A Christmas Remembrance: The Absurdity of Christ’s Call

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Wishes Across the Seven Seas Lagoon courtesy of Mark Willard Photography and Flickr
The Ultimate Revelation
Next week brings forth the time of celebration in which Christians celebrate the gift of eternal life by celebrating the one life that brought it forth. But not everyone will be celebrating the birth of a savior. For many Christmas has a different significance, if it has any significance at all, emphasizing gifts, food, and family. Christmas has become well-known though, as the holiday that celebrates the birth of Jesus Christ, God’s revelation of Himself, veiled in human flesh, to mankind.
God had been preparing the world for this grand revelation for generations. The Old Testament prophets spoke of His coming. The Old Testament events foreshadowed the one who would save the world from their sins. And upon Christ’s death, burial, resurrection, and ascension, God left us with a preponderance of evidence of Christ’s existence, Scripturally and secularly.
The birth of Christ is not merely the beginning of God’s plan, but is actually the continuation of it. His will had long been revealed through the prophets. It was the perfect will of God set into motion thousands of years ago and it had become fully unveiled for the world to see: God had now come in the form of Jesus Christ.
 
The Ultimate Request
At the appropriate, God-ordained time, Jesus Christ began His ministry to the people. It was a ministry marked with absurdity. Through Christ the New Covenant commenced. He inaugurated a new lifestyle of justification and sanctification. And throughout His ministry, Christ had the audacity to ask men, “Follow me” (Matthew 4:19). He went so far as to equate following Him with the concept of one picking up his own cross, forsaking friends, family, and the world (Luke 9:23-27; 14:25-26).
James warns us that trials will come (note that he does not write if trials come, but when in James 1:2) and both Jesus and John indicate that the world will hate us (Matthew 10:22; John 15:18; 1 John 3:1). There is no guarantee of an easy life and it defies all logic to exchange the known for the unknown. But Jesus Christ never asked us to do that, despite what we may think. His request to follow Him was exchanging the ambiguity of life with the assurance of life.
 
The Ultimate Response
Such a radical request demands a radical response. Ultimately people will respond one of two ways, and both are very extreme. They are the same responses we see in Scripture from God’s people towards His Son:
  1. An Adjustment of Expectations: We all expect God’s will to be manifest in certain ways and when it doesn’t happen the way we planned, we either adjust our expectations or adjust our god. There are many who followed Christ, such as the disciples and even eventually His own brothers. The people expected a political liberator, freeing them from the political oppression they faced from Rome. When Christ did not deliver this some left, but others did not. They recognized that God’s will was different than their own expectations, but trusted His plans more than their own.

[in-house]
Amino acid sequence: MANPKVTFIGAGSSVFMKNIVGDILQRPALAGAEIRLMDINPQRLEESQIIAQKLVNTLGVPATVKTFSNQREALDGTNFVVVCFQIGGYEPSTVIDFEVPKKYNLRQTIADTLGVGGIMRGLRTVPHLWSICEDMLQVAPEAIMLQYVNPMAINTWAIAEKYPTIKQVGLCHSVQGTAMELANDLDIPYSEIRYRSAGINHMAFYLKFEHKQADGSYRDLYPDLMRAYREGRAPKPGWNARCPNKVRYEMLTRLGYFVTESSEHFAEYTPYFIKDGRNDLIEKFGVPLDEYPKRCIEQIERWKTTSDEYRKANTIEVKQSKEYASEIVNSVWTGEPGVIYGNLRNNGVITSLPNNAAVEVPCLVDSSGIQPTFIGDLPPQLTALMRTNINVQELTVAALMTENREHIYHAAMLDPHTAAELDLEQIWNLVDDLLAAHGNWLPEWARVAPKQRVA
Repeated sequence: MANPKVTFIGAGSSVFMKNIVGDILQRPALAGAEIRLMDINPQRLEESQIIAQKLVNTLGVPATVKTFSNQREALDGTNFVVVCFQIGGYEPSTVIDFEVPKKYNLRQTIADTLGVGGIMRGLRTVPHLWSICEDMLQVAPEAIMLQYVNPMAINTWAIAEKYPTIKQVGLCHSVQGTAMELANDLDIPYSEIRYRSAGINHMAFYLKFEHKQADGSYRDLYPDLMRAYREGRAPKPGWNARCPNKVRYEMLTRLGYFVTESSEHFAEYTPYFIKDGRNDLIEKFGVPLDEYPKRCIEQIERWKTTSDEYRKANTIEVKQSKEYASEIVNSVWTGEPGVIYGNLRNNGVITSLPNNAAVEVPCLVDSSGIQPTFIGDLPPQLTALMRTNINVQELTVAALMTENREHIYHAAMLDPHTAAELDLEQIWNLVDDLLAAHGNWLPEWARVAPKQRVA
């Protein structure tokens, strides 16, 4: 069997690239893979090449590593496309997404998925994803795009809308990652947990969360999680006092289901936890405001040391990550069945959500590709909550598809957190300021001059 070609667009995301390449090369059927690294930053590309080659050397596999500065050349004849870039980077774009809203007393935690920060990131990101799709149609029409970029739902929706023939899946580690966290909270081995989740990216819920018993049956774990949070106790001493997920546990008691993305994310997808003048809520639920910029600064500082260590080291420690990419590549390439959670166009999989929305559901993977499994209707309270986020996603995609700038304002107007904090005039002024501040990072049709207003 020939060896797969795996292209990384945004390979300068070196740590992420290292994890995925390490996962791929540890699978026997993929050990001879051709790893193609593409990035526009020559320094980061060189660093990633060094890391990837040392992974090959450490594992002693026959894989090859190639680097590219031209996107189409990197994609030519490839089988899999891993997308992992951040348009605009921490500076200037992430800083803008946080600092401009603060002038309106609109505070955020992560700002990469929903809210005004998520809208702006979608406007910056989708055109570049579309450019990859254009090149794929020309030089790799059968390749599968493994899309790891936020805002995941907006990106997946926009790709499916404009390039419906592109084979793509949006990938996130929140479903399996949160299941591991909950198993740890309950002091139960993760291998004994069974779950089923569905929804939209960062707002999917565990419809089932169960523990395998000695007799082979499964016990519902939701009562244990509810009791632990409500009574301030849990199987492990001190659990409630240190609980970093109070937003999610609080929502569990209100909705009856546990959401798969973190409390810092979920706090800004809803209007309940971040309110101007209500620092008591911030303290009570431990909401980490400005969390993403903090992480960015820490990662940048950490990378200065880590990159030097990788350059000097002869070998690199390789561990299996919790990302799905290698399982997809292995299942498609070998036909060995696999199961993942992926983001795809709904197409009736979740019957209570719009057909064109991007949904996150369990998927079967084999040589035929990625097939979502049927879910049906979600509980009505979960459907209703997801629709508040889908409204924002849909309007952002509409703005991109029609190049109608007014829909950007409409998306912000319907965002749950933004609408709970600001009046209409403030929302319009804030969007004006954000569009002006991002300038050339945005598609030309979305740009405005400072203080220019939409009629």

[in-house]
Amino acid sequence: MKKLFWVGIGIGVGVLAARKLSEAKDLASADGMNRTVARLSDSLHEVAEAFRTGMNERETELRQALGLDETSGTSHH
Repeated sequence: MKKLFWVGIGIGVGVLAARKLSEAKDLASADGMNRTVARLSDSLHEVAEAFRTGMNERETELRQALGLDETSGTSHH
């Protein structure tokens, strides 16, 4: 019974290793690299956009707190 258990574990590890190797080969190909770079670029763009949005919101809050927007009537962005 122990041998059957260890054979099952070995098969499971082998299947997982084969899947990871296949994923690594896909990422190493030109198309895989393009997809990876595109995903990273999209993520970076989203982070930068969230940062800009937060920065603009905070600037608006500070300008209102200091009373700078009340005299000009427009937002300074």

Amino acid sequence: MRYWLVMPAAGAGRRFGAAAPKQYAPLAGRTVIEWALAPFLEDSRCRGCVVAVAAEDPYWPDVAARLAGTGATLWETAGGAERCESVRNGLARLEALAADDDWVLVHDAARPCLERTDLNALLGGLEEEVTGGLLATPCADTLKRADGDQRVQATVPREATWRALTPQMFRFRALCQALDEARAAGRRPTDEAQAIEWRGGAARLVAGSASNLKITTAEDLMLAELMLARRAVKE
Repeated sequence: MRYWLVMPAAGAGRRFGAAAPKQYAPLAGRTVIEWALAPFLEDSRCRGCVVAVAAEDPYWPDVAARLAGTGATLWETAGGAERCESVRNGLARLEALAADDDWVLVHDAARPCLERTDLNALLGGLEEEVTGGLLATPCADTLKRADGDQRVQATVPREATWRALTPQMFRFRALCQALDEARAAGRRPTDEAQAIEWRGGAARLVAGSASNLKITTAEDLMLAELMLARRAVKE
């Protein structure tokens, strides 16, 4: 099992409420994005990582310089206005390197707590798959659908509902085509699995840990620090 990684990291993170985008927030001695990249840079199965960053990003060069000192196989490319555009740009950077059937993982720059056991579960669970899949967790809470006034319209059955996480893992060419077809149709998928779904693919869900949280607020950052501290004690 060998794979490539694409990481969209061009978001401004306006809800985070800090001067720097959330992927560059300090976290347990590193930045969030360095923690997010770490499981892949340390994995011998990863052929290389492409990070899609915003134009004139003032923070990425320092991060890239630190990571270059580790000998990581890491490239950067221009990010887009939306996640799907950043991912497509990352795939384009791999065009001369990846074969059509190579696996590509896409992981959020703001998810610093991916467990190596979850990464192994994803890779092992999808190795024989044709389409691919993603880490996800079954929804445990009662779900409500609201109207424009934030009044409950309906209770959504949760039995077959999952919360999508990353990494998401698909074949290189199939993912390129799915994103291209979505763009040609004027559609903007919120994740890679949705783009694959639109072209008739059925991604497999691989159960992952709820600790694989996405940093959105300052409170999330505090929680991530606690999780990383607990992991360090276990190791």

2. An Adjustment of the Messiah: Those who chose not to follow Christ decided that he could not be the Messiah. They exchanged God’s ways for their own ways and when their ways were not met, they simply looked for a new Messiah.
These are the same two responses we see in our culture today. There are those who adjust their expectations and place their faith in God alone. There are others who refuse to see the wisdom in God’s plan and thus put their faith in another god. It may be money, prestige or a litany of other things. Regardless they have rejected the holiness of God for sinfulness of society.
As we celebrate the birth of Christ next week, we look upon the responses of men in Scripture and note three ways in which responses towards God are manifested:
  1. Anger: As Herod learns of the Messiah’s birth and the trickery of the wise men, his response is anger which is manifested through the killing of young children (Matthew 2:16).
  2. Apathy: Upon learning from the wise men of the Messiah’s birth, Herod summons the priests and scribes to learn more. They tell him exactly who this Messiah is, but notice there is no indication they react (Matthew 2:3-7). The grandest event in human history materialized during their lifetime, and they responded in apathy, with no action upon the knowledge they had.
  3. Animation: The wise men however responded differently. Having very little information, they acted on that information with excitement and joy, seeking out the Messiah so that they may worship Him.
This is where we are at today. We can respond to Christmas in anger as some have done in protest to any religious event. Or we can respond in apathy, with little care or concern for the significance of what is taking place we simply continue through the motions. Or we can respond like the wise men, with animation for our Lord and Savior, seeking Him out in order that we may worship Him. The Lord has come! Will you rejoice in Him or reject Him?
Note: This writing is solely my own, however the outline of anger, apathy, and animation came as a result of my reading of “The Incarnation of the Gospels” as part of the Reformed Expository Commentary series. 

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